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Oling v. Air Line Pilots Association

June 4, 1965


Author: Major

Before DUFFY, CASTLE and MAJOR, Circuit Judges.

MAJOR, C.J.: This action was brought for injunctive relief, alleging conduct by defendants in violation of the Railway Labor Act (45 U.S.C.A. Sec. 151 et seq .), and for damages suffered by plaintiffs as a consequence thereof. On September 29, 1964, United Air Lines, Inc. (United) filed a motion, supported by affidavit and brief, to dismiss the complaint "for lack of jurisdiction and for failure of plaintiffs to state a claim upon which relief could be granted." Plaintiffs filed a brief and affidavits in opposition thereto. The District Court, by order dated November 16, 1964, granted defendants' motion to dismiss. From this order plaintiffs appeal.

Defendant United is a common carrier by air, engaged in interstate and foreign commerce, and is subject to the provisions of the Railway Labor Act (the Railway Act) and the Federal Aviation Act (49 U.S.C.A. Sec. 1301 et seq .) (the Aviation Act). Defendant Air Line Pilots Association (ALPA) has at all times since May 31, 1961 been the certified bargaining representative at United for a single craft or class of employees, consisting of all members of the flight deck crew, including pilots, co-pilots and flight engineers. Prior to May 31, 1961, ALPA represented only the pilots and co-pilots at United, the flight engineers being separately represented by the UNA Chapter, Flight Engineers International Association, AFL-CIO (FEIA). On January 17, 1961, the National Mediation Board (NMB) decided that United's entire flight deck crew constituted a single craft or class for purposes of collective bargaining under the Railway Act.*fn1 Thereupon, ALPA was elected and later certified as the representative of that craft or class.

Plaintiffs Oling and Landry, on behalf of themselves and others similarly situated, allegedly represent a group of about 233 employees of United who are classed as "second officers," which classification refers to those flight deck crew members who perform the work of a "flight engineer." They comprise only a portion of such officers in the employ of United. Prior to 1961, the second officers had been represented for collective bargaining with United by FEIA in a bargaining unit confined to flight engineers. Plaintiffs had been members and officers of that union.ALPA had been the bargaining representative of the pilots (or "captains") and co-pilots (or "first officers"). A controversy had long existed between plaintiffs and ALPA as to the proper representation of the former, which culminated in the decision of NMB above noted. Thus, while as a result of that decision ALPA became the exclusive bargaining representative of all pilots, co-pilots and flight engineers in the employ of United, including plaintiffs, the latter refused to become members.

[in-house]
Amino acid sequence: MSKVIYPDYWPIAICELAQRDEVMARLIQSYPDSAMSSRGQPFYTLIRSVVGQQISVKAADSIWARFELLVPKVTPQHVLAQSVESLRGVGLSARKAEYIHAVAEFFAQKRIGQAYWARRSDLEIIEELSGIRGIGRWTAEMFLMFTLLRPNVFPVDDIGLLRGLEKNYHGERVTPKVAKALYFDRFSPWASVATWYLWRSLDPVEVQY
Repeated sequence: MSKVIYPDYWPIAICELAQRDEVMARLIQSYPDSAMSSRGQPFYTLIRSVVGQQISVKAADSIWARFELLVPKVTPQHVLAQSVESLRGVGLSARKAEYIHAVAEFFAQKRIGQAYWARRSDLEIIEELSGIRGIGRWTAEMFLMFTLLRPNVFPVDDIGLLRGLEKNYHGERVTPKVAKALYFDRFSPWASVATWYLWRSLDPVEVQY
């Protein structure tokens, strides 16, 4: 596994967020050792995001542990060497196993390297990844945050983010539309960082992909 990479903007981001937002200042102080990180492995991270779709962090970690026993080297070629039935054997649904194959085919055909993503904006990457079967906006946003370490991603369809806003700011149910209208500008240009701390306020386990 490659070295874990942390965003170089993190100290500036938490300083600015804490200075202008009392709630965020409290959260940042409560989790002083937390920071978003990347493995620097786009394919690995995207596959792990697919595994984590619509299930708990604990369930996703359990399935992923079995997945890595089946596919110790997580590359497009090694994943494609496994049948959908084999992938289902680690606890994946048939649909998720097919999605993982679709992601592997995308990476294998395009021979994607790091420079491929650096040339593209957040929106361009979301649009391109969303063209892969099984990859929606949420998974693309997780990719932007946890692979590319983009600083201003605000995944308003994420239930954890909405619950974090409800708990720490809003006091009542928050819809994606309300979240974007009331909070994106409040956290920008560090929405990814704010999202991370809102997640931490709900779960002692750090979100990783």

Capital Air Lines, Inc. (Capital) was also an air carrier subject to the provisions of the Railway Act and the Aviation Act. All of Capital's pilots, co-pilots and flight engineers were represented by ALPA for purposes of collective bargaining.

On August 11, 1960, United and Capital entered into an agreement by the terms of which Capital was to be merged into United. The agreement was subject to approval by the Civil Aeronautics Board (CAB or the Board), and upon execution of the agreement proceedings were commenced by United to obtain CAB approval. CAB, after hearing and pursuant to Sec. 408 of the Aviation Act (49 U.S.C.A. Sec. 1378), entered an order dated April 3, 1961, approving the merger. This order was later affirmed by the Court of Appeals for the District of Columbia, Northwest Air Lines, Inc. et al. v. CAB et al., 112 U.S. App. D.C. 384, 303 F.2d 395.

Included in the terms of the merger order were a number of labor protective provisions ordinarily imposed by CAB upon a surviving carrier to protect employees against possible adverse effects resulting from the merger. Sec. 3 of such provisions (pertaining to seniority integration) provided: